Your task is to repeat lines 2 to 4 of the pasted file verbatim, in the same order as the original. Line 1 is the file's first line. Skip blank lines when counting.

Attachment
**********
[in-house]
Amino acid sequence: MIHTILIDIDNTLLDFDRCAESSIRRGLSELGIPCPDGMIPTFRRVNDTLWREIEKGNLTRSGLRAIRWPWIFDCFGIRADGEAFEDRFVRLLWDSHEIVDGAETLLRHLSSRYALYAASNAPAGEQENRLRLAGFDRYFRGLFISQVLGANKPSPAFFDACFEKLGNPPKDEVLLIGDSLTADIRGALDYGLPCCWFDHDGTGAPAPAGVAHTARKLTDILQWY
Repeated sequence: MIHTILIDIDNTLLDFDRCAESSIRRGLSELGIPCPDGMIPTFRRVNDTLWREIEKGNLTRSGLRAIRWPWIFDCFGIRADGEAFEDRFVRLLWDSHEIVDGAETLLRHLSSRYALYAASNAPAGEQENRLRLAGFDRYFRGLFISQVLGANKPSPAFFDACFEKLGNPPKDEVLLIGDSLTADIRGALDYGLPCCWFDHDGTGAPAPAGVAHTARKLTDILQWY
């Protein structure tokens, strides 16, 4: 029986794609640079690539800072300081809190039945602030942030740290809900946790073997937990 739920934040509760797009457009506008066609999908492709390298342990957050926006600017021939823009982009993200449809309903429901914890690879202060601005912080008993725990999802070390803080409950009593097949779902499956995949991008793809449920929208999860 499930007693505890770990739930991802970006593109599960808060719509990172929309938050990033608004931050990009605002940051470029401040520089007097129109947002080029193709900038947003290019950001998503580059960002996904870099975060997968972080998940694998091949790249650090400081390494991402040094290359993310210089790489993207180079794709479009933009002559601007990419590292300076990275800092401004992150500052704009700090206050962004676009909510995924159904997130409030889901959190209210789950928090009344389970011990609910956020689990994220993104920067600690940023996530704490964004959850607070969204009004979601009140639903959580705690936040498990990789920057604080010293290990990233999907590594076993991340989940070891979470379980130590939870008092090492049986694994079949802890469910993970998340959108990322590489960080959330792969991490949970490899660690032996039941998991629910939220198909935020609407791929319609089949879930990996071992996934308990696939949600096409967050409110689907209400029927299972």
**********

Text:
Amino acid sequence: MIHTILIDIDNTLLDFDRCAESSIRRGLSELGIPCPDGMIPTFRRVNDTLWREIEKGNLTRSGLRAIRWPWIFDCFGIRADGEAFEDRFVRLLWDSHEIVDGAETLLRHLSSRYALYAASNAPAGEQENRLRLAGFDRYFRGLFISQVLGANKPSPAFFDACFEKLGNPPKDEVLLIGDSLTADIRGALDYGLPCCWFDHDGTGAPAPAGVAHTARKLTDILQWY
Repeated sequence: MIHTILIDIDNTLLDFDRCAESSIRRGLSELGIPCPDGMIPTFRRVNDTLWREIEKGNLTRSGLRAIRWPWIFDCFGIRADGEAFEDRFVRLLWDSHEIVDGAETLLRHLSSRYALYAASNAPAGEQENRLRLAGFDRYFRGLFISQVLGANKPSPAFFDACFEKLGNPPKDEVLLIGDSLTADIRGALDYGLPCCWFDHDGTGAPAPAGVAHTARKLTDILQWY
């Protein structure tokens, strides 16, 4: 029986794609640079690539800072300081809190039945602030942030740290809900946790073997937990 739920934040509760797009457009506008066609999908492709390298342990957050926006600017021939823009982009993200449809309903429901914890690879202060601005912080008993725990999802070390803080409950009593097949779902499956995949991008793809449920929208999860 499930007693505890770990739930991802970006593109599960808060719509990172929309938050990033608004931050990009605002940051470029401040520089007097129109947002080029193709900038947003290019950001998503580059960002996904870099975060997968972080998940694998091949790249650090400081390494991402040094290359993310210089790489993207180079794709479009933009002559601007990419590292300076990275800092401004992150500052704009700090206050962004676009909510995924159904997130409030889901959190209210789950928090009344389970011990609910956020689990994220993104920067600690940023996530704490964004959850607070969204009004979601009140639903959580705690936040498990990789920057604080010293290990990233999907590594076993991340989940070891979470379980130590939870008092090492049986694994079949802890469910993970998340959108990322590489960080959330792969991490949970490899660690032996039941998991629910939220198909935020609407791929319609089949879930990996071992996934308990696939949600096409967050409110689907209400029927299972």